BELLINGHAM - Mayor Kelli Linville and Whatcom County Executive Jack Louws fielded questions about some of the most challenging issues they face - low-paying jobs, coal and oil trains, and water rights - in front of a packed Bellingham City Club audience Wednesday, Jan. 22.
Louws said he has yet to get his mind around a complex legal dispute that could prevent rural landowners from drilling new wells on their properties.
"Water is extremely complicated, and the truth is I have not been able to identify what the logical outcome is as it relates to the pressures rural property owners are having," Louws said.
A 2013 order by the Growth Management Hearings Board would require Whatcom property owners to prove new wells would not affect the levels of certain streams that feed into the Nooksack River. The county is appealing.
"People who have invested in the raw property and have made their living doing that are concerned, and we need to find a resolution to it," Louws said.
Bellingham could be a key part of the solution to the water-rights problem, Linville said.
The city has more than enough rights to water for its own use, and the city could lease some of its rights to farmers, to keep agriculture viable in the county, she said.
Lummi Nation and the Nooksack Indian Tribe are major players in the water dispute. Federal courts tend to look favorably on tribal claims for natural resources protections, including requests to maintain a specific amount of water in streams for salmon. Linville said a strategy based on seeking a resolution outside of court won't work.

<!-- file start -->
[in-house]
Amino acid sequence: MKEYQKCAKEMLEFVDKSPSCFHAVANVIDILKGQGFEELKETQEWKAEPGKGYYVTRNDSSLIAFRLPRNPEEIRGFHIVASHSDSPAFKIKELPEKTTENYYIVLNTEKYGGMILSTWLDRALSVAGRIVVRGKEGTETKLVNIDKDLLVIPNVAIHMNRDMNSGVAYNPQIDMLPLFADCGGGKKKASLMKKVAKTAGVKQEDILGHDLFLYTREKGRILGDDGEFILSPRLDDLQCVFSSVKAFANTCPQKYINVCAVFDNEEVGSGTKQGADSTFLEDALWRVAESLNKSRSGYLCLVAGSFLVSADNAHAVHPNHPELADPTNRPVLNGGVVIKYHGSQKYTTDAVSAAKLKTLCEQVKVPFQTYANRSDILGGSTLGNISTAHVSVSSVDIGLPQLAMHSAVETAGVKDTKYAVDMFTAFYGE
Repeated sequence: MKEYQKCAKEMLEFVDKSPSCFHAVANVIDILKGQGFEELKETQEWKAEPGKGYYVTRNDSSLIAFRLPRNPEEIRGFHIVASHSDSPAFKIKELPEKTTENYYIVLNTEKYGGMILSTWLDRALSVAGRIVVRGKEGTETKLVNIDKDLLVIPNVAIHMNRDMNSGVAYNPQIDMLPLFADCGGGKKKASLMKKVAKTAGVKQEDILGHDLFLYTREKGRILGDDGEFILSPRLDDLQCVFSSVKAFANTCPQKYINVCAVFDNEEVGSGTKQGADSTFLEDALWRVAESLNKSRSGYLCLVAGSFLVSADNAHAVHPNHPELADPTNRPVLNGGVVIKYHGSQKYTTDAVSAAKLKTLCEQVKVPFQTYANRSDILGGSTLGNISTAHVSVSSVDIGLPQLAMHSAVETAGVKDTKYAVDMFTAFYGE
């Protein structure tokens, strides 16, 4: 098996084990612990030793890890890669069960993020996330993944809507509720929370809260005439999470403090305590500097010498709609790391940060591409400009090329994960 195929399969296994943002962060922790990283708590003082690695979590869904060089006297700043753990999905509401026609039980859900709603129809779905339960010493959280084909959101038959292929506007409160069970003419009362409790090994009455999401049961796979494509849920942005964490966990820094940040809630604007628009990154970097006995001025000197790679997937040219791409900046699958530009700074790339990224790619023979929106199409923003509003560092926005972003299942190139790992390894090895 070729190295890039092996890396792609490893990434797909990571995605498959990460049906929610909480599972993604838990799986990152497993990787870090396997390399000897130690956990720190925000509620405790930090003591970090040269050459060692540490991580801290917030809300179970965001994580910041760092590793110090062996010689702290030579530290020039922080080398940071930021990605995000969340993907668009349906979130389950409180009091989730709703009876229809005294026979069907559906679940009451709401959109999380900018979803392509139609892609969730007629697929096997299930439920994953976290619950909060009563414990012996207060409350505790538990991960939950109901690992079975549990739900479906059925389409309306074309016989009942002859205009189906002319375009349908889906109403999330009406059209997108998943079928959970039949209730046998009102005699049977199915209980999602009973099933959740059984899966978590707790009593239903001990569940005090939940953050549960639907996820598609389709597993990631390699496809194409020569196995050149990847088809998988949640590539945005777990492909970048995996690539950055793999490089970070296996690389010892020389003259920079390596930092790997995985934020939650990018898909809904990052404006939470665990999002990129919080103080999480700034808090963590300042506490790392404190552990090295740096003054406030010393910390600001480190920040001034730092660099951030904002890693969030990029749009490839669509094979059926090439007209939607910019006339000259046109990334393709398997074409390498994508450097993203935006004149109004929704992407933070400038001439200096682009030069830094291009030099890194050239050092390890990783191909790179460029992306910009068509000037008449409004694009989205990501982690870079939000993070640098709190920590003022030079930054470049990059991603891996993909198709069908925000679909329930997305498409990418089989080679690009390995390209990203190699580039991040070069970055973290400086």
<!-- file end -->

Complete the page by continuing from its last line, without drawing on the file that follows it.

"They always have the opportunity to go to court and have their rights quantified, and our tribes have asked for that," Linville said. "Avoiding court is not going to be the answer."
The threat of coal trains headed for a proposed coal export terminal at Cherry Point has been eclipsed, for now, by the more immediate danger posed by oil trains. Recent news reports of oil-train derailments included one in a city in Quebec, Canada, that killed 47 people.
Louws and Linville said they have spoken to U.S. Rep. Suzan DelBene, who represents Whatcom County outside Bellingham, to push the federal government to enact tighter safety regulations for oil-carrying trains.
The mayor and executive were asked if governments can improve Whatcom's wages, which are lower than the median incomes in the state and the U.S.
The city will preserve light-industrial zoning and maintain the area's quality of life, "so we can attract the types of jobs that pay better than retail sales," Linville said.
Louws said the county needs to improve its reputation for being unfriendly to new business. Other than that, governments should provide good roads and utilities, law enforcement and education.
"Private industry can take care of the rest of it for us," he said.